Niagara Escarpment Biosphere Reserve
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Ontario’s Niagara Escarpment is a UNESCO World Biosphere Reserve. The Niagara Escarpment Biosphere Reserve is defined by the Niagara Escarpment Plan Area, stretching 725 km from Lake Ontario (near Niagara Falls) to the tip of the Bruce Peninsula (between Georgian Bay and Lake Huron). The biosphere reserve consists of the provincially adopted Niagara Escarpment Plan Area (194,555 ha) including two national parks. The area covered by the Niagara Escarpment Plan is located within portions of eight counties or regions, which include 22 local municipalities.
Much of the Escarpment corridor is forested and crosses two major biomes: boreal needle leaf forests in the north and temperate broadleaf forests in the south. The biosphere reserve also includes wetland complexes, cliff faces, slopes and aquatic ecosystems.
Biosphere reserves demonstrate a balance between conservation and development. A reserve must have one or more protected core areas that conserve significant ecological features.
Ontario's Niagara Escarpment is well suited for biosphere reserve designation. There is a backbone of heavily protected lands at and near the cliff face. Moving away from this area, there is a series of land use designations with decreasing levels of protection, corresponding to the core, buffer and cooperation zones of a biosphere reserve.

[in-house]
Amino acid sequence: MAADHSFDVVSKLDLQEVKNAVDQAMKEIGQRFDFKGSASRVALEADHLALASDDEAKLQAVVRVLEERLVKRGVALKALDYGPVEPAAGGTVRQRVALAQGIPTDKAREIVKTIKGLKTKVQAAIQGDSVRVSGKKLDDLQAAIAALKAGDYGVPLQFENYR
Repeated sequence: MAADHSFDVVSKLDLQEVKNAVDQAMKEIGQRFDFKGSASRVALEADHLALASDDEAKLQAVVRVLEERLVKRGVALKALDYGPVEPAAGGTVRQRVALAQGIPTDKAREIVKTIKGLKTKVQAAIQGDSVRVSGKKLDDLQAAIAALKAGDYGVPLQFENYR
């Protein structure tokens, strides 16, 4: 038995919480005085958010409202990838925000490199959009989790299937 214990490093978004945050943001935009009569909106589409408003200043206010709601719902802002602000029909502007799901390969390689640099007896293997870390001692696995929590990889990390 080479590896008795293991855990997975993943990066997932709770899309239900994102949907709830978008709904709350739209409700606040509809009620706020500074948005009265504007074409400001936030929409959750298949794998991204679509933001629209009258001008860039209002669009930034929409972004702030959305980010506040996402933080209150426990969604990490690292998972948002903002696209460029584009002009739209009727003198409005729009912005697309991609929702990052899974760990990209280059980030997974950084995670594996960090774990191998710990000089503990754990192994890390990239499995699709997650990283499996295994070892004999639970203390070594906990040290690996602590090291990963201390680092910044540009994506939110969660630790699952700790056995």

The core area consists of areas designated "Natural" by the Niagara Escarpment Plan (NEP), portions of the Bruce Peninsula National Park of Canada and Fathom Five National Marine Park of Canada. The Escarpment's 141 existing or proposed parks and open spaces are a key component of the Biosphere Reserve. Most importantly, the core area includes natural land cared for by thousands of individual private landowners.
The Niagara Escarpment Biosphere Reserve also involves a buffer area of limited resource use and consists of areas designated "Protection" and "Rural by the NEP.
The area of cooperation (also known as the transition area) involves the NEP designations of "Urban," "Minor Urban," "Recreation", and "Mineral Resource" . The cooperation zone is the large outer part of the biosphere reserve where people live and work, using the natural resources of the area in a sustainable manner.
Visit these links to learn more about the biosphere reserve program, how biosphere reserves help create and maintain healthy environments for communities:
Biospheres in Canada